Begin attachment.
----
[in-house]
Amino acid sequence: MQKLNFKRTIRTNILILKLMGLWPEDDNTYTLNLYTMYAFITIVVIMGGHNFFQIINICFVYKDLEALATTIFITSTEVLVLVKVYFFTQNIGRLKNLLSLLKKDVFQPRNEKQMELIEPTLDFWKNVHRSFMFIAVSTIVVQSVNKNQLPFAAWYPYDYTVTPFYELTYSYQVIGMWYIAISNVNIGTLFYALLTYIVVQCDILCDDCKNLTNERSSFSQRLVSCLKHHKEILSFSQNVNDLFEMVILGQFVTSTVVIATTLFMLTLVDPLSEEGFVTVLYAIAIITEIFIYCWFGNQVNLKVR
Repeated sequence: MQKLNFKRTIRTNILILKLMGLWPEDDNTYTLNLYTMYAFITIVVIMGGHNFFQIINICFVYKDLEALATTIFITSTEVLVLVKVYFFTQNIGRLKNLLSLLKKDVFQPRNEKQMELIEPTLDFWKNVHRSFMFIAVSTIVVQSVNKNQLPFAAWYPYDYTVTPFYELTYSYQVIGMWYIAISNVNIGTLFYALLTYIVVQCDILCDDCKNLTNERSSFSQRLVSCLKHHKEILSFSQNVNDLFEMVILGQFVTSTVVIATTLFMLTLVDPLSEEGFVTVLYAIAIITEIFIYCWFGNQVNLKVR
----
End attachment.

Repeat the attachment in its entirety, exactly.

[in-house]
Amino acid sequence: MQKLNFKRTIRTNILILKLMGLWPEDDNTYTLNLYTMYAFITIVVIMGGHNFFQIINICFVYKDLEALATTIFITSTEVLVLVKVYFFTQNIGRLKNLLSLLKKDVFQPRNEKQMELIEPTLDFWKNVHRSFMFIAVSTIVVQSVNKNQLPFAAWYPYDYTVTPFYELTYSYQVIGMWYIAISNVNIGTLFYALLTYIVVQCDILCDDCKNLTNERSSFSQRLVSCLKHHKEILSFSQNVNDLFEMVILGQFVTSTVVIATTLFMLTLVDPLSEEGFVTVLYAIAIITEIFIYCWFGNQVNLKVR
Repeated sequence: MQKLNFKRTIRTNILILKLMGLWPEDDNTYTLNLYTMYAFITIVVIMGGHNFFQIINICFVYKDLEALATTIFITSTEVLVLVKVYFFTQNIGRLKNLLSLLKKDVFQPRNEKQMELIEPTLDFWKNVHRSFMFIAVSTIVVQSVNKNQLPFAAWYPYDYTVTPFYELTYSYQVIGMWYIAISNVNIGTLFYALLTYIVVQCDILCDDCKNLTNERSSFSQRLVSCLKHHKEILSFSQNVNDLFEMVILGQFVTSTVVIATTLFMLTLVDPLSEEGFVTVLYAIAIITEIFIYCWFGNQVNLKVR